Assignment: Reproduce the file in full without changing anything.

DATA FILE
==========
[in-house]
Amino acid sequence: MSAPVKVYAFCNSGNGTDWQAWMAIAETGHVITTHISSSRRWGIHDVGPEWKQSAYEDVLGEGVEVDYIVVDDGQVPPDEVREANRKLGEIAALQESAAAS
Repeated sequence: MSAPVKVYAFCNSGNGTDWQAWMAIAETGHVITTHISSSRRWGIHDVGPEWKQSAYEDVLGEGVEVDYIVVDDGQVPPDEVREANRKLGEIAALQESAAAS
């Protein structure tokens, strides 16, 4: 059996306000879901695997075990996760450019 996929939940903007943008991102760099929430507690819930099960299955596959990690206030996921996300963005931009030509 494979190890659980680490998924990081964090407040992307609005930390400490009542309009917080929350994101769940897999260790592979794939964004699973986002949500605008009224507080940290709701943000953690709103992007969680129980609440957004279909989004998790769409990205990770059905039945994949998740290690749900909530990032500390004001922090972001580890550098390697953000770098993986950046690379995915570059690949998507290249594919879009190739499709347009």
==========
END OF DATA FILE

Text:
[in-house]
Amino acid sequence: MSAPVKVYAFCNSGNGTDWQAWMAIAETGHVITTHISSSRRWGIHDVGPEWKQSAYEDVLGEGVEVDYIVVDDGQVPPDEVREANRKLGEIAALQESAAAS
Repeated sequence: MSAPVKVYAFCNSGNGTDWQAWMAIAETGHVITTHISSSRRWGIHDVGPEWKQSAYEDVLGEGVEVDYIVVDDGQVPPDEVREANRKLGEIAALQESAAAS
């Protein structure tokens, strides 16, 4: 059996306000879901695997075990996760450019 996929939940903007943008991102760099929430507690819930099960299955596959990690206030996921996300963005931009030509 494979190890659980680490998924990081964090407040992307609005930390400490009542309009917080929350994101769940897999260790592979794939964004699973986002949500605008009224507080940290709701943000953690709103992007969680129980609440957004279909989004998790769409990205990770059905039945994949998740290690749900909530990032500390004001922090972001580890550098390697953000770098993986950046690379995915570059690949998507290249594919879009190739499709347009």